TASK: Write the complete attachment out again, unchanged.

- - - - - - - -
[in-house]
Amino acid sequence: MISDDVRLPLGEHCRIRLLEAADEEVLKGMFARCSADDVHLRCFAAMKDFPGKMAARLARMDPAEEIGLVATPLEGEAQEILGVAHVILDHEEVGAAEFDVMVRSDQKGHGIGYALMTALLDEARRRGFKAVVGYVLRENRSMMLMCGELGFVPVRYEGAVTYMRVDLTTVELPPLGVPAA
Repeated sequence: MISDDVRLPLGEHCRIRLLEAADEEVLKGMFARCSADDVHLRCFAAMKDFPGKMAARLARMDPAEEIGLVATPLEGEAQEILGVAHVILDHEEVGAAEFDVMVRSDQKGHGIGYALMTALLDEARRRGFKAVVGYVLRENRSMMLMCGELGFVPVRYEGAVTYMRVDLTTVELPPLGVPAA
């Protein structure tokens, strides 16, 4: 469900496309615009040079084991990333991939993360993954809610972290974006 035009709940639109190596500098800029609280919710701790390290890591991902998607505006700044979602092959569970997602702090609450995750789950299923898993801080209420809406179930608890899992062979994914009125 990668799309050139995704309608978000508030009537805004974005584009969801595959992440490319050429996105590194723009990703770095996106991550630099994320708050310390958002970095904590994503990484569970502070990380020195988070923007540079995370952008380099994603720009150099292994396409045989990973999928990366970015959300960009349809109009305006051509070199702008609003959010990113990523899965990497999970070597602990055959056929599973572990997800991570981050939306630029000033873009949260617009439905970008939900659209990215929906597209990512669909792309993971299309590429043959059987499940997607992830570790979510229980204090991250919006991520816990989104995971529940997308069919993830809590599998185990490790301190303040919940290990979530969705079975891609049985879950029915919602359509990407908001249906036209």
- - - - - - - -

[in-house]
Amino acid sequence: MISDDVRLPLGEHCRIRLLEAADEEVLKGMFARCSADDVHLRCFAAMKDFPGKMAARLARMDPAEEIGLVATPLEGEAQEILGVAHVILDHEEVGAAEFDVMVRSDQKGHGIGYALMTALLDEARRRGFKAVVGYVLRENRSMMLMCGELGFVPVRYEGAVTYMRVDLTTVELPPLGVPAA
Repeated sequence: MISDDVRLPLGEHCRIRLLEAADEEVLKGMFARCSADDVHLRCFAAMKDFPGKMAARLARMDPAEEIGLVATPLEGEAQEILGVAHVILDHEEVGAAEFDVMVRSDQKGHGIGYALMTALLDEARRRGFKAVVGYVLRENRSMMLMCGELGFVPVRYEGAVTYMRVDLTTVELPPLGVPAA
């Protein structure tokens, strides 16, 4: 469900496309615009040079084991990333991939993360993954809610972290974006 035009709940639109190596500098800029609280919710701790390290890591991902998607505006700044979602092959569970997602702090609450995750789950299923898993801080209420809406179930608890899992062979994914009125 990668799309050139995704309608978000508030009537805004974005584009969801595959992440490319050429996105590194723009990703770095996106991550630099994320708050310390958002970095904590994503990484569970502070990380020195988070923007540079995370952008380099994603720009150099292994396409045989990973999928990366970015959300960009349809109009305006051509070199702008609003959010990113990523899965990497999970070597602990055959056929599973572990997800991570981050939306630029000033873009949260617009439905970008939900659209990215929906597209990512669909792309993971299309590429043959059987499940997607992830570790979510229980204090991250919006991520816990989104995971529940997308069919993830809590599998185990490790301190303040919940290990979530969705079975891609049985879950029915919602359509990407908001249906036209």